Posted by: twistsoffeet | May 22, 2011

And for Today’s Adventures, We Present…

The continuing saga of the Nomad Warrior, today comes to you from the Eubanks Welcome Center on the Chief Ladiga Trail in Piedmont Alabama.

Talk about laid back and peaceful– this place is it!!

Today started with some tough early miles, but ended on a trail without any cars and very few people.  But I will get to that later.  Since I missed yesterday’s post, I should update everything.

My last post Thursday night had me camping at McIntosh Reserve Park in Whitesburg, GA.  I had met Becky and Ruth, librarians at the local library, and they arranged for me to be able to camp at the Reserve. I believe I had mentioned that there was a large group of several families camping there also.

It turns out that it was about five families who had pitched their tents encircling an area of about ten camp sites, so no one else could use those sites.  That was fine because I just found a campsite that was isolated from the others and pitched my tent.

It should have been peaceful.

But ooooh no, that was not to be.  About 8:00p, one family came to use the bathrooms by my campsite, bypassing the restrooms by their own campsite. The kids were running around, tripping over my tent stakes and guy lines, making much noise.  The mother was as loud and as obnoxious as the kids.

But I just did my thing until they went away and left me in peace… temporarily.

About 11:30p, two of the mothers and a five or six kids came up to my campsite to wash their dishes, banging things around and yelling and laughing all while I was trying to sleep.

Then, crash one of the kids knocked over my bike and fell on the rear wheel, bending the rim.

It was dark and I couldn’t see it at the time, but it was obvious when I tried to ride out in the morning. I finally got to sleep about 1:30a, and then at about 05:30a, two of their vehicles drove up to my campsite with three of the mothers, a couple fathers, and a bunch of kids.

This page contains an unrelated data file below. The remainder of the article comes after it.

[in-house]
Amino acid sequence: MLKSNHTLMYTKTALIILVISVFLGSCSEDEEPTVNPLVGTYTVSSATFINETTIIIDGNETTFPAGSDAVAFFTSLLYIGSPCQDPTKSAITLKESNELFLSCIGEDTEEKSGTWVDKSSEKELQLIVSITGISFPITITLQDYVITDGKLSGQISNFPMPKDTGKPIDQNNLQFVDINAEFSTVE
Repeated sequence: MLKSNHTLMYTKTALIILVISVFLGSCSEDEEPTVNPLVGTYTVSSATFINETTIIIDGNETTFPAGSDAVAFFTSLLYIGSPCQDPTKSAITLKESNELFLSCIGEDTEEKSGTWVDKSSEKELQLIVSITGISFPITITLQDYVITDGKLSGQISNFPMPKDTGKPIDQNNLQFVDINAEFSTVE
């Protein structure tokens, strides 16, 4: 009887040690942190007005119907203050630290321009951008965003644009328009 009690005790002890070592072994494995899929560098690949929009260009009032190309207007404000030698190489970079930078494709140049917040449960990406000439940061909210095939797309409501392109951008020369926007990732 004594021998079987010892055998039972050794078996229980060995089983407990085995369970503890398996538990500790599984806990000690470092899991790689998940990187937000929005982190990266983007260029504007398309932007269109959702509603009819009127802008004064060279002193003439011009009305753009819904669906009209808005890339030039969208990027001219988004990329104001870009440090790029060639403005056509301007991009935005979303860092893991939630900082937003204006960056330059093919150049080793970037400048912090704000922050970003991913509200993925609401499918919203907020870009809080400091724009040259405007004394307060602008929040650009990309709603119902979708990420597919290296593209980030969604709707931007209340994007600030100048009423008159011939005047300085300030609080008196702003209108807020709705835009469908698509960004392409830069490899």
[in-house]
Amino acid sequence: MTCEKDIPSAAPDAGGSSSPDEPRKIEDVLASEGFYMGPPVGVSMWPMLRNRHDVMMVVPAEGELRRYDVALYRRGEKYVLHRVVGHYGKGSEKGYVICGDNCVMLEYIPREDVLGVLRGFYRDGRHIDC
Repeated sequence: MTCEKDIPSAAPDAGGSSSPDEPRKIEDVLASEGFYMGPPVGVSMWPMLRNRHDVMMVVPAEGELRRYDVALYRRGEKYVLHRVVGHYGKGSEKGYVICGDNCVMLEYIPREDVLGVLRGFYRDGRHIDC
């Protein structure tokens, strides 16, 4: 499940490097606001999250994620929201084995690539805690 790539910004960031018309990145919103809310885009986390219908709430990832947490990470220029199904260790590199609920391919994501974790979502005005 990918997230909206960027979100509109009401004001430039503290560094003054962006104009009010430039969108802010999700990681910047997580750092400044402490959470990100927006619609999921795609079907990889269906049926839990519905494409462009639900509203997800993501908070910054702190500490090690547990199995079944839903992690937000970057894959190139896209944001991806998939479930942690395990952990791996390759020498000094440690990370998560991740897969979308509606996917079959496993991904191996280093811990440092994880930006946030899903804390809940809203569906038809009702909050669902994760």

They proceeded to take over my picnic tables, unloading all their food and stoves, etc.  I had had just about enough, so I got up and started packing my gear, when one of the fathers said “Oh! Did we wake you up?”

I growled, “Of coarse you did!”

To which he replied, “Sorry…” and laughed.

I finished packing and escaped.

In defense of Whitesburg, the families at the Reserve were not local.  They had come down from the Atlanta area, and the closer I got to Atlanta, the bigger assholes the people became.

Friday was a brutal 43 miles of the steepest longest hills yet, but fortunately not much headwind. I was back to traveling on a multi-lane divided highway, with very little shoulder; but at least it had two lanes each direction, so people could move into the other lane to avoid me, usually.

After riding about 43 miles, I could go no further. I saw an exit for Callahan, GA and I took it. I did not make it far when I started to get serious leg cramps and could absolutely go no further.

To make it worse, I was out of water.  Nobody would even talk to me to tell me where I could get water until finally one man stopped and said there was a store down the hill where I could get water.

I rode to the store where I got water, and spoke to the woman working there, who suggested I ride four miles to the VFW park and camp, but they would charge me, so I advised that was not an option.

A female customer then handed me $2.50 and said that would cover my camping fee. I told her that I did not want her money, but then the woman working there handed me $5.00, which I also tried to refuse.  They both said together that GOD takes care of them, and He would want them to help me and refused to take the money back.